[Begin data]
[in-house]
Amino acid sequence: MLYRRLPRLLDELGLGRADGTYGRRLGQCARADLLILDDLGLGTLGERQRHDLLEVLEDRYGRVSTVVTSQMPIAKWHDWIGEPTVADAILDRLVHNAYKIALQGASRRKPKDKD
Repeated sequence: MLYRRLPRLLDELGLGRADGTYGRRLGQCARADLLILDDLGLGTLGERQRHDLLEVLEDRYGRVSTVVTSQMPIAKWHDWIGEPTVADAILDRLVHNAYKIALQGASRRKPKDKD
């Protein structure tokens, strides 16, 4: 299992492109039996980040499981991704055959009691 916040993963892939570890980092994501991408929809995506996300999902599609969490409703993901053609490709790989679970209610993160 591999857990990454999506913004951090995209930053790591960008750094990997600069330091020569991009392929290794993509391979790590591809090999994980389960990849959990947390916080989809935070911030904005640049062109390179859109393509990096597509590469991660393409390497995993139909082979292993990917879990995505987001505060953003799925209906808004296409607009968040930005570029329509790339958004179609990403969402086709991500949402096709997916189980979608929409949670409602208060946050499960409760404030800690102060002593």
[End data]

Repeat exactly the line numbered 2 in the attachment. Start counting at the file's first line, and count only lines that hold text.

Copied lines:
Amino acid sequence: MLYRRLPRLLDELGLGRADGTYGRRLGQCARADLLILDDLGLGTLGERQRHDLLEVLEDRYGRVSTVVTSQMPIAKWHDWIGEPTVADAILDRLVHNAYKIALQGASRRKPKDKD